Winter is a time when everything is asleep. There is a calm to the garden. There is a serenity in the yard. Oh wait, my yard can be as noisy and chaotic as it is during the summer. I have created a bird friendly yard for those that have decided to stick out the winter. You too can attract birds to your yard by providing three main things for winter survival: water, food and cover.
Water is essential for the survival of any animal. This is especially true when it comes to birds. Puddles, rivers, ponds and birdbaths have all iced over. If there is snow on the ground, birds will eat it. But, eating the snow will cause the birds to expend a lot of energy as they need to warm it up to their body temperature. Secondly, birds still need to preen their feathers. Without proper bathing the feathers of a bird will not stay in position and alignment. This may cause them to lose heat from areas where the feathers no longer fall into place. Also, poorly aligned feathers can create trouble flying.
Here are some ways that you can provide water to wildlife in the winter. One way is to place a heater, aerator or bubbler in a birdbath or water source. That will keep the water from freezing over completely. These devices will cost $30 and up. On a warm day, you can place a pan of water near your feeding stations and bring it inside when it starts getting cold. A heated dog bowl will do the trick too. Your feathered friends will flock to the area. Squirrels will come too.
Birds can forage for food in your landscape. Plants like evergreens will provide seeds from their cones. Virginia creeper produce berries which the birds eat. Leaving your Echinacea/coneflower in the landscape till spring will provide seeds that the birds love. Fruit trees, like crabapple trees, provide a great source of food. Juniper berries are edible for birds too. Some birds can find dormant insects in the crevices of trees as a food source too.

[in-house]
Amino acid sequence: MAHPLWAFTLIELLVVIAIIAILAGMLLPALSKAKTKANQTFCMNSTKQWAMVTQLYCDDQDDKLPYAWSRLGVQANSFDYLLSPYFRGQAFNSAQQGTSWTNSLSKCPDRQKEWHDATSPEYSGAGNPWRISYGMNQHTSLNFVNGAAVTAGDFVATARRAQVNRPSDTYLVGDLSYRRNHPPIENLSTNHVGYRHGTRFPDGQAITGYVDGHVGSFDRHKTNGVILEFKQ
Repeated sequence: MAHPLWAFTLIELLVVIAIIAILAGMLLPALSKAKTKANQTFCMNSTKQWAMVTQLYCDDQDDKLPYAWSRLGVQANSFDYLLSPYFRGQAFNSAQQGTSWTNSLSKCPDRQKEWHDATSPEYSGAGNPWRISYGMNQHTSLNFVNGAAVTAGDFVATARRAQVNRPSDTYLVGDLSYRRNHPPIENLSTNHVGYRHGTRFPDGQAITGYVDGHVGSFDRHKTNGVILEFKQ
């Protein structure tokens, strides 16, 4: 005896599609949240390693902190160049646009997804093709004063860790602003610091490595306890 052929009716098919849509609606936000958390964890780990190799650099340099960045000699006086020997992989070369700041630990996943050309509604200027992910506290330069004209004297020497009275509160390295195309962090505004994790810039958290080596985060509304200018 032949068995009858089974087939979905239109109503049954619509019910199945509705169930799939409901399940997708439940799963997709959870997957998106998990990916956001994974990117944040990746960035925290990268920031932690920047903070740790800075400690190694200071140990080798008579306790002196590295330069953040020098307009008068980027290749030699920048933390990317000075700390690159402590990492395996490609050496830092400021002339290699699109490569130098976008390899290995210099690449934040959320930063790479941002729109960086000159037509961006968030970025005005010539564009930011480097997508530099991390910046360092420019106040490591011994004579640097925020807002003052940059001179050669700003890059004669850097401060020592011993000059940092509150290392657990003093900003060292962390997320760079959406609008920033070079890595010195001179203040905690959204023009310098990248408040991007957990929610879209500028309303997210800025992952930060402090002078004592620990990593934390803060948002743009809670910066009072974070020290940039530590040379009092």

Putting up additional feeders out for the birds helps supplement their diet. Tube feeders bring the small birds like nuthatches, siskins, and finches to the yard. Hopper feeders attract larger birds like cardinals, jays, grackles and red-wing blackbirds. Ground feeders bring in mourning doves, juncos, sparrows and goldfinches. Suet feeders are especially good to get woodpeckers and nuthatches to yard.
During the winter, high energy food like suet and peanut butter gives the biggest energy boost to birds. Mealworms added to hopper or ground feeders are a treat. Black sunflower seeds, safflower seeds, cracked corn, nyger thistle seeds, milo and millet are the most common bird food. A mixture of all or some of these is a great way to feed a majority of the birds in your yard. The birds are counting on you, so make sure you keep the feeders full during the winter.
Birds need shelter in the winter from snow, strong winds and cold temperatures. They no longer have a place to spend the night. But you can provide a warm, safe shelter for them. One idea is to make a windbreak out of those used Christmas trees. Piling up old twigs, sticks and branches will give them a place to hide and roost. If your landscape has honeysuckle vines, clematis or dense shrubs, the birds will use these as shelters too. So, wait and clean these areas up in the spring. Roosting boxes can be bought for them as well.